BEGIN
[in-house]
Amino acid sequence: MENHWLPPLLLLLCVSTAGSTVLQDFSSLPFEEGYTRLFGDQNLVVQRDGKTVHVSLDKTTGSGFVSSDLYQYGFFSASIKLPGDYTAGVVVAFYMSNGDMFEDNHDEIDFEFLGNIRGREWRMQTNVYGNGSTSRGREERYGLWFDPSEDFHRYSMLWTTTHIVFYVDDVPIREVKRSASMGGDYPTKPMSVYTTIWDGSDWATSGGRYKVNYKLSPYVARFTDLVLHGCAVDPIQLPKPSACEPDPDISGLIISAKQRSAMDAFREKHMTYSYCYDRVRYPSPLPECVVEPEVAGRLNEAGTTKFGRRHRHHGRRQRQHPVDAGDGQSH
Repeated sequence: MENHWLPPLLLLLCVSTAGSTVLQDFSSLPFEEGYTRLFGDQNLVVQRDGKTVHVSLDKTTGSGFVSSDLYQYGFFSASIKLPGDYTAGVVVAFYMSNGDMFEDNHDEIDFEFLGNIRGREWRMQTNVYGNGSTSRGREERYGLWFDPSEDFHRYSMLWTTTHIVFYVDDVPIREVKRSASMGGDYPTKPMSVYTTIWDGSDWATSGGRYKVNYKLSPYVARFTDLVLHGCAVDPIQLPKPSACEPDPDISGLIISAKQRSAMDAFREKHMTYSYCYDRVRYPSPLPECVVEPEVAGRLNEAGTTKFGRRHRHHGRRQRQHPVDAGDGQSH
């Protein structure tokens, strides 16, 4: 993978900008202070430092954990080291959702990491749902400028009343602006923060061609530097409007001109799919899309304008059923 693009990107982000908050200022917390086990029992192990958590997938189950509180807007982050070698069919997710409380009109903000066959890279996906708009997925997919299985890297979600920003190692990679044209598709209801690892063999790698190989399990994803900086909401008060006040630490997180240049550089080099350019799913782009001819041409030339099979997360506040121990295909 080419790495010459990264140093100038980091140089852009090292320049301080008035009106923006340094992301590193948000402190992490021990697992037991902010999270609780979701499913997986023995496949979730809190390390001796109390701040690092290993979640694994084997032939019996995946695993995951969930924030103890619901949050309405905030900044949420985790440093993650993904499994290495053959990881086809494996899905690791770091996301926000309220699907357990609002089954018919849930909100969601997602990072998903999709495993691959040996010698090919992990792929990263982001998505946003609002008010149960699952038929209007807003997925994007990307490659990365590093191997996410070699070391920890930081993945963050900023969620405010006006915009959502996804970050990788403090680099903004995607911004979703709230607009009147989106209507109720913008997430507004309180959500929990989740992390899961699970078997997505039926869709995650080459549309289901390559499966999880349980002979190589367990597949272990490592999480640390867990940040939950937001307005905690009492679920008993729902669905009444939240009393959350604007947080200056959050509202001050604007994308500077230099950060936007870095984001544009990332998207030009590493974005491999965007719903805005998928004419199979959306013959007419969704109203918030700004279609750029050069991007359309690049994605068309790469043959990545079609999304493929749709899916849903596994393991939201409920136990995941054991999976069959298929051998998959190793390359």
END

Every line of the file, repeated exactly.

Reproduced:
[in-house]
Amino acid sequence: MENHWLPPLLLLLCVSTAGSTVLQDFSSLPFEEGYTRLFGDQNLVVQRDGKTVHVSLDKTTGSGFVSSDLYQYGFFSASIKLPGDYTAGVVVAFYMSNGDMFEDNHDEIDFEFLGNIRGREWRMQTNVYGNGSTSRGREERYGLWFDPSEDFHRYSMLWTTTHIVFYVDDVPIREVKRSASMGGDYPTKPMSVYTTIWDGSDWATSGGRYKVNYKLSPYVARFTDLVLHGCAVDPIQLPKPSACEPDPDISGLIISAKQRSAMDAFREKHMTYSYCYDRVRYPSPLPECVVEPEVAGRLNEAGTTKFGRRHRHHGRRQRQHPVDAGDGQSH
Repeated sequence: MENHWLPPLLLLLCVSTAGSTVLQDFSSLPFEEGYTRLFGDQNLVVQRDGKTVHVSLDKTTGSGFVSSDLYQYGFFSASIKLPGDYTAGVVVAFYMSNGDMFEDNHDEIDFEFLGNIRGREWRMQTNVYGNGSTSRGREERYGLWFDPSEDFHRYSMLWTTTHIVFYVDDVPIREVKRSASMGGDYPTKPMSVYTTIWDGSDWATSGGRYKVNYKLSPYVARFTDLVLHGCAVDPIQLPKPSACEPDPDISGLIISAKQRSAMDAFREKHMTYSYCYDRVRYPSPLPECVVEPEVAGRLNEAGTTKFGRRHRHHGRRQRQHPVDAGDGQSH
């Protein structure tokens, strides 16, 4: 993978900008202070430092954990080291959702990491749902400028009343602006923060061609530097409007001109799919899309304008059923 693009990107982000908050200022917390086990029992192990958590997938189950509180807007982050070698069919997710409380009109903000066959890279996906708009997925997919299985890297979600920003190692990679044209598709209801690892063999790698190989399990994803900086909401008060006040630490997180240049550089080099350019799913782009001819041409030339099979997360506040121990295909 080419790495010459990264140093100038980091140089852009090292320049301080008035009106923006340094992301590193948000402190992490021990697992037991902010999270609780979701499913997986023995496949979730809190390390001796109390701040690092290993979640694994084997032939019996995946695993995951969930924030103890619901949050309405905030900044949420985790440093993650993904499994290495053959990881086809494996899905690791770091996301926000309220699907357990609002089954018919849930909100969601997602990072998903999709495993691959040996010698090919992990792929990263982001998505946003609002008010149960699952038929209007807003997925994007990307490659990365590093191997996410070699070391920890930081993945963050900023969620405010006006915009959502996804970050990788403090680099903004995607911004979703709230607009009147989106209507109720913008997430507004309180959500929990989740992390899961699970078997997505039926869709995650080459549309289901390559499966999880349980002979190589367990597949272990490592999480640390867990940040939950937001307005905690009492679920008993729902669905009444939240009393959350604007947080200056959050509202001050604007994308500077230099950060936007870095984001544009990332998207030009590493974005491999965007719903805005998928004419199979959306013959007419969704109203918030700004279609750029050069991007359309690049994605068309790469043959990545079609999304493929749709899916849903596994393991939201409920136990995941054991999976069959298929051998998959190793390359």